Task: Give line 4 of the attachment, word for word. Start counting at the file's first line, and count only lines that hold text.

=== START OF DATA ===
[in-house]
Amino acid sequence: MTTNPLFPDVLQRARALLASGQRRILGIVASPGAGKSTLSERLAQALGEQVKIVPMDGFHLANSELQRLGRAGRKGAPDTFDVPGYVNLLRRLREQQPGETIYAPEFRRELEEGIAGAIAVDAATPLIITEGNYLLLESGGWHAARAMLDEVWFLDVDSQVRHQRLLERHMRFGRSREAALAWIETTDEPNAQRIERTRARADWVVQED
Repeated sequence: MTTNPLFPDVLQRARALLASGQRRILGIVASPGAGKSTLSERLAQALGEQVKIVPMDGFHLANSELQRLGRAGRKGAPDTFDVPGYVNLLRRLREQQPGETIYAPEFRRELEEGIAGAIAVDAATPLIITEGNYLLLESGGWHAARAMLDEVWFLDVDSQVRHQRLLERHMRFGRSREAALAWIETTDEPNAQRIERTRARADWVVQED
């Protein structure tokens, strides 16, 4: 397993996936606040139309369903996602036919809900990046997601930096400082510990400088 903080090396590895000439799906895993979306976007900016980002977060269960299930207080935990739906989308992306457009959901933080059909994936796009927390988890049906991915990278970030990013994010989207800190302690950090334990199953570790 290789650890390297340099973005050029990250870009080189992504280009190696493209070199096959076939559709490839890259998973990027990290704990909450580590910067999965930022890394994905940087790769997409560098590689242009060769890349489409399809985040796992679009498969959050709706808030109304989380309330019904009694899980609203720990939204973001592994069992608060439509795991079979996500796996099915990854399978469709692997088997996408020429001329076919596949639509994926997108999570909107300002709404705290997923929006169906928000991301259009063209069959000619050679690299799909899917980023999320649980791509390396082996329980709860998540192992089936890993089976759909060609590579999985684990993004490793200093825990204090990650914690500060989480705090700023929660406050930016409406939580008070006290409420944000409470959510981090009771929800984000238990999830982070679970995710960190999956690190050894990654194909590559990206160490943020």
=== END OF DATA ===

């Protein structure tokens, strides 16, 4: 397993996936606040139309369903996602036919809900990046997601930096400082510990400088 903080090396590895000439799906895993979306976007900016980002977060269960299930207080935990739906989308992306457009959901933080059909994936796009927390988890049906991915990278970030990013994010989207800190302690950090334990199953570790 290789650890390297340099973005050029990250870009080189992504280009190696493209070199096959076939559709490839890259998973990027990290704990909450580590910067999965930022890394994905940087790769997409560098590689242009060769890349489409399809985040796992679009498969959050709706808030109304989380309330019904009694899980609203720990939204973001592994069992608060439509795991079979996500796996099915990854399978469709692997088997996408020429001329076919596949639509994926997108999570909107300002709404705290997923929006169906928000991301259009063209069959000619050679690299799909899917980023999320649980791509390396082996329980709860998540192992089936890993089976759909060609590579999985684990993004490793200093825990204090990650914690500060989480705090700023929660406050930016409406939580008070006290409420944000409470959510981090009771929800984000238990999830982070679970995710960190999956690190050894990654194909590559990206160490943020």